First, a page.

And now for a smart editorial from the always smart Marv Knox, editor of the storied old Baptist Standard:
Strong shield against persecution
By Marv Knox, Editor, Baptist Standard
Published: January 01, 2010
Claims of persecution always deliver a jolt. That’s especially true when a U.S. Christian aspires to be the persecutee.
In this context, “persecution” typically means one of three things: Either somebody disagreed with this particular Christian’s beliefs and said so. (What godless rudeness!) Somebody snickered at her religious behavior. (How mean!) Or someone with authority refused to allow him to exert his religious will upon others. (What’s this country coming to?)
Such protests of persecution might appear perplexing or peculiar. Primarily they’re paranoid and provincial. The cover package in this paper presents a broader perspective on persecution. Almost 70 percent of the planet’s population live where religion is highly restricted. Shocking as it may sound, zoning ordinances in American suburbs, banned Scripture signs at public school ballgames and store clerks who say, “Happy Holidays” don’t make the list.
We’re talking about places where people are beaten, imprisoned, banned from the marketplace, denied education and even killed because of their faith. Beside them, U.S. Christians’ claims of persecution are pathetic.
As you might expect, one of the worst perpetrators is China, whose government is atheistic. Interestingly, however, the vast majority of religious persecution takes place in countries that are overtly religious. They’re all for practicing religion—-but only their religion, observed only their way. The most strident are countries politically and/or socially dominated by Islam or some strains of Orthodox Christianity.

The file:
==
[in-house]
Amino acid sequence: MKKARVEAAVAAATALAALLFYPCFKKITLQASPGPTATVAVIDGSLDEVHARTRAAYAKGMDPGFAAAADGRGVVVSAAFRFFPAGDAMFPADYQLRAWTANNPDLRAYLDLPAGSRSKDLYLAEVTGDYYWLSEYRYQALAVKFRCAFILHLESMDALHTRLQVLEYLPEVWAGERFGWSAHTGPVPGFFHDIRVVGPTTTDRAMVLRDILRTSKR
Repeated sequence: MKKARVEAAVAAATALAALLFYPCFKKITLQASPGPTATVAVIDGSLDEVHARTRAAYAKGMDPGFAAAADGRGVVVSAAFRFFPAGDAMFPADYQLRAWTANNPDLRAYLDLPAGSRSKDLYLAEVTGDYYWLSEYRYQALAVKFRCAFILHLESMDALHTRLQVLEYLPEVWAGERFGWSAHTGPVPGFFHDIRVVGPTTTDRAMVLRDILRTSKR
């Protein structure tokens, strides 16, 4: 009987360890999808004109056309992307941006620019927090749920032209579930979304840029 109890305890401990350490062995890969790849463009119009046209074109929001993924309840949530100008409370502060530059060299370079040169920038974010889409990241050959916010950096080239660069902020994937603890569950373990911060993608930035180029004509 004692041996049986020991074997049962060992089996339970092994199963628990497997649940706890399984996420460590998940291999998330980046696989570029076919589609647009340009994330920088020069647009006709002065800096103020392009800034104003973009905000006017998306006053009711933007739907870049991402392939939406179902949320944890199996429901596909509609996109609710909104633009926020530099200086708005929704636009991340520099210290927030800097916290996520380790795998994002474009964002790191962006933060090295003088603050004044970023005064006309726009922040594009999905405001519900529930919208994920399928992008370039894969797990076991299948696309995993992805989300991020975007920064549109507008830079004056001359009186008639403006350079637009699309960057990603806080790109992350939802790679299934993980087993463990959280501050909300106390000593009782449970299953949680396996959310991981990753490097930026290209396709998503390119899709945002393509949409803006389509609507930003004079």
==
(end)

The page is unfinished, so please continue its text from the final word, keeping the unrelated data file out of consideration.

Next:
Counter-intuitively, U.S. Christians who play the persecution card often argue against the policies and principles that ensure not only their religious freedom, but the dream that their great-great grandchildren will have the opportunity to worship and live out faith as they do today.
American religion is protected by the first two clauses of the First Amendment to the U.S. Constitution: “Congress shall make no law respecting an establishment of religion or prohibiting the free exercise thereof.” Thanks to the 14th Amendment, which applied the Constitution to the states, this means no U.S. government can fund or promote religion, but neither can it limit religious practice.
Christians who rail against the status of American religion usually fault principles embedded in the Establishment Clause. Ironically, although these people tend to distrust government, the logical consequence of their desire is government involvement in religion.
A couple of examples are public school sponsorship of prayers and government funding of faith-based initiatives. The records of other countries illustrate the dire consequences of such action: They range from the anemic state-sponsored churches of Western Europe, where vital faith languishes, to the predatory state-sanctioned religions of Eastern Europe and the Middle East, where persecution predominates.
To a lesser extent, some U.S. Christians decry the Free Exercise Clause. This particularly is true when religion seems just plain weird, such as polygamous sects and animal-sacrificing cults. But it’s also true when religion feels threatening, such as mosques presided over by radical imams.
To ensure religious liberty, not only now but for their descendants, U.S. Christians will support the First Amendment and organizations that protect it, such as the Baptist Joint Committee, and even ones with which they sometimes disagree, such as Americans United and the Interfaith Alliance.
Any nation’s religious freedom is only as secure as the liberty afforded its minorities. So, to ensure America never succumbs to religious persecution, we must protect our minorities. If this doesn’t appeal to you as a deeply moral, intrinsically ethical and historically Baptist endeavor, then let it appeal to your self-interest. Contemplate the possibility your Christian descendants will be in the minority.
(Marv Knox is editor of the Baptist Standard. Visit his FaithWorks Blog.)